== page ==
Ductility

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Ductility is a mechanical property that describes the extent in which solid materials can be plastically deformed without fracture.

In materials science, ductility specifically refers to a material's ability to deform under tensile stress; this is often characterized by the material's ability to be stretched into a wire. Malleability, a similar concept, refers to a material's ability to deform under compressive stress; this is often characterized by the material's ability to form a thin sheet by hammering or rolling. Ductility and malleability do not always correlate with each other; for instance, gold is both ductile and malleable, but lead is only malleable.[1] Commonly, the term "ductility" is used to refer to both concepts, as they are very similar.

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Scientific fields

Geology

In Earth science the brittle-ductile transition zone is a zone, at an approximate depth of 15 km (9 mi) in continental crust, at which rock becomes less likely to fracture and more likely to deform ductilely. In glacial ice this zone is at approximately 30 m (100 ft) depth. It is still possible for material above a brittle-ductile transition zone to deform ductilely, and possible for material below to deform brittly. The zone exists because as depth increases confining pressure increases, and brittle strength increases with confining pressure whilst ductile strength decreases with increasing temperature. The transition zone occurs at the point where brittle strength exceeds ductile strength.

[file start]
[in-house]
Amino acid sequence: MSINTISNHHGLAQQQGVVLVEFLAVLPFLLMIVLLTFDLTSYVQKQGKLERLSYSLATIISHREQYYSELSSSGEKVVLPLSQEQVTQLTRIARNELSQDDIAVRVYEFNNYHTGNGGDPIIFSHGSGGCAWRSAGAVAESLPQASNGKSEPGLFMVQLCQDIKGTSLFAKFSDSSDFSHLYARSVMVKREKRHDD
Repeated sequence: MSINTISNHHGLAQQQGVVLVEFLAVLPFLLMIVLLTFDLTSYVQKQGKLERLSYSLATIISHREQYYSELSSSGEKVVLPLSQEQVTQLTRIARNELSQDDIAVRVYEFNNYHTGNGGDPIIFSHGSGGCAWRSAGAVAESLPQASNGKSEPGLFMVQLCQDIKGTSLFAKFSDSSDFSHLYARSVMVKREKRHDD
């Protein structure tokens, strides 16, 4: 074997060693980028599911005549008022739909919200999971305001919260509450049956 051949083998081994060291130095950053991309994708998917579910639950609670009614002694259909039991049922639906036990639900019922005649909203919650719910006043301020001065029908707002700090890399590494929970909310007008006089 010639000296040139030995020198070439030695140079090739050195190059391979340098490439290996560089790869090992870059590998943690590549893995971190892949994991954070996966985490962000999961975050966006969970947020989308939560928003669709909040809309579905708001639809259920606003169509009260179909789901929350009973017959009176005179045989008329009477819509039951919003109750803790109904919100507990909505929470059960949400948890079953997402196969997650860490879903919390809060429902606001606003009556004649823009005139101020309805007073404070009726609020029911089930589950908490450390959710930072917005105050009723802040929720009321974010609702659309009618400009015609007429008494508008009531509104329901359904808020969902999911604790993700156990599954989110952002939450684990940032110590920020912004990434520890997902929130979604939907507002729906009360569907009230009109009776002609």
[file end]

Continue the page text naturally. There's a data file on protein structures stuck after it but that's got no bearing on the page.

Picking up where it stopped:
Materials science

Ductility is especially important in metalworking, as materials that crack or break under stress cannot be manipulated using metal forming processes, such as hammering, rolling, and drawing. Malleable materials can be formed using stamping or pressing, whereas brittle metals and plastics must be molded.

High degrees of ductility occur due to metallic bonds, which are found predominantly in metals and leads to the common perception that metals are ductile in general. In metallic bonds valence shell electrons are delocalized and shared between many atoms. The delocalized electrons allow metal atoms to slide past one another without being subjected to strong repulsive forces that would cause other materials to shatter.

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